Sunday Brew — September 12, 2021Sunday, September 12, 2021
with HG HELPS
No vaccine? Well, no hospital space for you
Last week, another protest by a few misguided souls in May Pen, Clarendon, against the administration of vaccines to fight the novel coronavirus, only served to confirm that the list of fools we have in Jamaica has grown.
It is hard to find out what will happen to this country when the uninformed ultimately have their way if the political leaders do not act decisively.
It's not about pushing false democracy now and abiding by certain tenets. No, it is a time for firm, swift, and decisive action to be taken against those who continue to live in the Stone Age, and would, in effect, gnaw away at the gains which sensible people have made and continue to make.
Those who are so against being vaccinated are, by the science and statistics, the ones getting sick and clogging up the public and private health-care system. The last numbers I saw suggested that 99 per cent of those who fall ill as a result of contracting COVID-19 become regular hospital guests.
Now, if they had been vaccinated, it is highly likely that some hospital staff would have been given more time to do their nails, visit the supermarket, plant a few more vegetables in the backyard, or finally get the opportunity to clean that sofa which had gathered so much dust due to neglect, for having to be at work so long.
The Government must act now. Anyone who decides not to take any of the vaccines must not be allowed to use the facilities at any of the health-care institutions if that individual is COVID-19 afflicted; unless, of course, there are compelling reasons, which must be medical in nature. It's time to end the foolishness. We cannot allow a minority to railroad the gains of the majority.
Holness, Golding should make a huge statement
As vulgar and repulsive as partisan politics can be in Jamaica, and has been over the years, a move must be made now by this country's political heavyweights — Prime Minister Andrew Holness and Opposition Leader Mark Golding — to hold hands in one accord (my friend Rukkoo would say in one BMW) and try to beseech all citizens and residents of Jamaica to become vaccinated.
What we are seeing now is an effort by Holness to visit communities and try to convince the people that the vaccines are safe, although in one section of the island, St Thomas Eastern, ground organisers there were smitten by a partisan political bug as they decorated sections in green, the colour of the ruling Jamaica Labour Party (JLP), which only served to nullify the effects of the visit and turn it into a political charade.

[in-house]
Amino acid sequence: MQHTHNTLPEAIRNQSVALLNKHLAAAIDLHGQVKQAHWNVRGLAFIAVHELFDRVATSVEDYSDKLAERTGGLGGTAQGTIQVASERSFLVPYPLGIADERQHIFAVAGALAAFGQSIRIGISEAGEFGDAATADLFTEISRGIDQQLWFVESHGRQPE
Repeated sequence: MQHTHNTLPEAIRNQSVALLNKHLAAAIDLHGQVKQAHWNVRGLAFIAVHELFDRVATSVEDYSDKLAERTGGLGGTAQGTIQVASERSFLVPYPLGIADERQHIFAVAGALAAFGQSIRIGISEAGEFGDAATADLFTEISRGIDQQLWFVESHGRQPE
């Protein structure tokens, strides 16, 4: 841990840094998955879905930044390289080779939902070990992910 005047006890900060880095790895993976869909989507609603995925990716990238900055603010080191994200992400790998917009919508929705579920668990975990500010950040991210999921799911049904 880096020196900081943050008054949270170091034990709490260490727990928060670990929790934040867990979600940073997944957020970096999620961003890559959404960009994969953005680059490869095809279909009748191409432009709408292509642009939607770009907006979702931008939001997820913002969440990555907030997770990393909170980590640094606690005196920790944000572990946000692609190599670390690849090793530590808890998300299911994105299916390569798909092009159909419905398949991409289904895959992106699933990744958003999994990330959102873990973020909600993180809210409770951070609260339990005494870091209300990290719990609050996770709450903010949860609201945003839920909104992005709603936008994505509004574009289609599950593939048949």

But we have gone past that now, hopefully.
So, Holness, leader of the JLP, and Golding, president of the People's National Party, must knock fists and hit the road as part of one convoy. Perhaps that is the only way some with political leaning will be convinced.
That same message could go far in allowing Jamaica to push itself into a comfort zone with an increased vaccination exercise, as long as the commodities are available.
The history of the political divide shows that trying to achieve something as important as this would be like moving to get me take an injection every hour for five days. But both party leaders can give it a try. As the supreme boss, Holness should extend the invitation. Golding should accept without reservation or hesitation.
This country is yearning for a show of political maturity. The time has arrived for reality to set in.
John Barnes, Whitmore and the JFF
The allegation that an operative, or operatives of the Jamaica Football Federation (JFF) tried to impose a team to play in Jamaica's match against Panama in Kingston a week ago, instead of allowing Head Coach Theodore Whitmore to do his job of choosing the team, takes me back to late 2008 shortly after John Barnes became coach of the Jamaica national team.
Twice (could have been more too) Barnes was handed teams that a certain high-ranking official of the JFF suggested should start in matches of the Caribbean Cup, which Jamaica won under his stewardship that same year. I know. I saw those lists. It happened first at Jarrett Park in Montego Bay, and occurred again at the National Stadium when he was handed the lists by the JFF man. Both lists were loaded with Portmore United players. Barnes ignored them.
On average, Barnes is the most successful man to have ever coached Jamaica.